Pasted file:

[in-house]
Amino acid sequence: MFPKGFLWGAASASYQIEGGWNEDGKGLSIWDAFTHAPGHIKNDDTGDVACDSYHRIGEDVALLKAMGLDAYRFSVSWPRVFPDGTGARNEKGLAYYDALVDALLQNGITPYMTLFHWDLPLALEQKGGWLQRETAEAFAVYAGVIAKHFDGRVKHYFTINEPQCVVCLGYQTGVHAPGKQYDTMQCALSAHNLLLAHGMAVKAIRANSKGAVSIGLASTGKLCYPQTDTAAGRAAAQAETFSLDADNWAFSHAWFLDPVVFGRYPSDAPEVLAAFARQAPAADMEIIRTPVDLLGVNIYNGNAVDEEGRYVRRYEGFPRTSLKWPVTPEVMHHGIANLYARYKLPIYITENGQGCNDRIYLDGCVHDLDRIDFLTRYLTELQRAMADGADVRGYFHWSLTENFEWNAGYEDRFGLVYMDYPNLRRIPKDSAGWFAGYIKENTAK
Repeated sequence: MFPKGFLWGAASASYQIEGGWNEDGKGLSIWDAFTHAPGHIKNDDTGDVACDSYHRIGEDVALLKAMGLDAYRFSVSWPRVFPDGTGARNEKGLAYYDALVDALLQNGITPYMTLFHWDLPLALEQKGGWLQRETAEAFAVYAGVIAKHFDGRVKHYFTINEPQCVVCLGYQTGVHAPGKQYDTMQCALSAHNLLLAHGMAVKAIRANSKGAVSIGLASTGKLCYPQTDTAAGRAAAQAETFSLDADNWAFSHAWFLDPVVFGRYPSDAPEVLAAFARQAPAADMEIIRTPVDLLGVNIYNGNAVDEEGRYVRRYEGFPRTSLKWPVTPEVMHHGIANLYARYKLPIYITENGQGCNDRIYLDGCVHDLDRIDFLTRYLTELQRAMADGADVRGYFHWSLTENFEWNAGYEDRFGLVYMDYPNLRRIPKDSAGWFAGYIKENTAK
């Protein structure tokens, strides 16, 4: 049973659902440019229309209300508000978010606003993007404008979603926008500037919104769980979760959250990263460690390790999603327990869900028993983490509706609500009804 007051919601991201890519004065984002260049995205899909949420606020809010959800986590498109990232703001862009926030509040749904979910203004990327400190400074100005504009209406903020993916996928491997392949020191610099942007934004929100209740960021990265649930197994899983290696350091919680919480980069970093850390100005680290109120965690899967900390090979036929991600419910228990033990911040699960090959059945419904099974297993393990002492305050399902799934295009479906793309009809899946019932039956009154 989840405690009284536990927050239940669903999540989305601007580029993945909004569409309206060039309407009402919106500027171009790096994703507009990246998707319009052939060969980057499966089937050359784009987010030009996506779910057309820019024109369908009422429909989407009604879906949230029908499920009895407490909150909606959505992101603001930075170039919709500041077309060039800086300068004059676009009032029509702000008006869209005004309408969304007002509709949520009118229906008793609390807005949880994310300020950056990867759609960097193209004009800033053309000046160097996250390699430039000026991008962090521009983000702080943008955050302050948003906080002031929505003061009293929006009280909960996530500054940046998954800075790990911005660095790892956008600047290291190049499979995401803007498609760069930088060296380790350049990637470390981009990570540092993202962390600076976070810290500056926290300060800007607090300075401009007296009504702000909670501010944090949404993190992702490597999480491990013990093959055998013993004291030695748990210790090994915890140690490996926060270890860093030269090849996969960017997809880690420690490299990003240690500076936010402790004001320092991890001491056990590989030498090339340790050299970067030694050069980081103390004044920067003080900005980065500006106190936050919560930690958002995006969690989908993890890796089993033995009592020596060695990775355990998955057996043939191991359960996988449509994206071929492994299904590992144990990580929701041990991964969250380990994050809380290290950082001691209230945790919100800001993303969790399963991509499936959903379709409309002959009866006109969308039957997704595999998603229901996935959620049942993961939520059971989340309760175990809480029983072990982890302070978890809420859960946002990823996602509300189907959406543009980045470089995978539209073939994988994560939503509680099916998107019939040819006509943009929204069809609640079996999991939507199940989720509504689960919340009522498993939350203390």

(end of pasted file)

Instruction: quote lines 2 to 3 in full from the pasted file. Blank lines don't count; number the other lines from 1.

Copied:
Amino acid sequence: MFPKGFLWGAASASYQIEGGWNEDGKGLSIWDAFTHAPGHIKNDDTGDVACDSYHRIGEDVALLKAMGLDAYRFSVSWPRVFPDGTGARNEKGLAYYDALVDALLQNGITPYMTLFHWDLPLALEQKGGWLQRETAEAFAVYAGVIAKHFDGRVKHYFTINEPQCVVCLGYQTGVHAPGKQYDTMQCALSAHNLLLAHGMAVKAIRANSKGAVSIGLASTGKLCYPQTDTAAGRAAAQAETFSLDADNWAFSHAWFLDPVVFGRYPSDAPEVLAAFARQAPAADMEIIRTPVDLLGVNIYNGNAVDEEGRYVRRYEGFPRTSLKWPVTPEVMHHGIANLYARYKLPIYITENGQGCNDRIYLDGCVHDLDRIDFLTRYLTELQRAMADGADVRGYFHWSLTENFEWNAGYEDRFGLVYMDYPNLRRIPKDSAGWFAGYIKENTAK
Repeated sequence: MFPKGFLWGAASASYQIEGGWNEDGKGLSIWDAFTHAPGHIKNDDTGDVACDSYHRIGEDVALLKAMGLDAYRFSVSWPRVFPDGTGARNEKGLAYYDALVDALLQNGITPYMTLFHWDLPLALEQKGGWLQRETAEAFAVYAGVIAKHFDGRVKHYFTINEPQCVVCLGYQTGVHAPGKQYDTMQCALSAHNLLLAHGMAVKAIRANSKGAVSIGLASTGKLCYPQTDTAAGRAAAQAETFSLDADNWAFSHAWFLDPVVFGRYPSDAPEVLAAFARQAPAADMEIIRTPVDLLGVNIYNGNAVDEEGRYVRRYEGFPRTSLKWPVTPEVMHHGIANLYARYKLPIYITENGQGCNDRIYLDGCVHDLDRIDFLTRYLTELQRAMADGADVRGYFHWSLTENFEWNAGYEDRFGLVYMDYPNLRRIPKDSAGWFAGYIKENTAK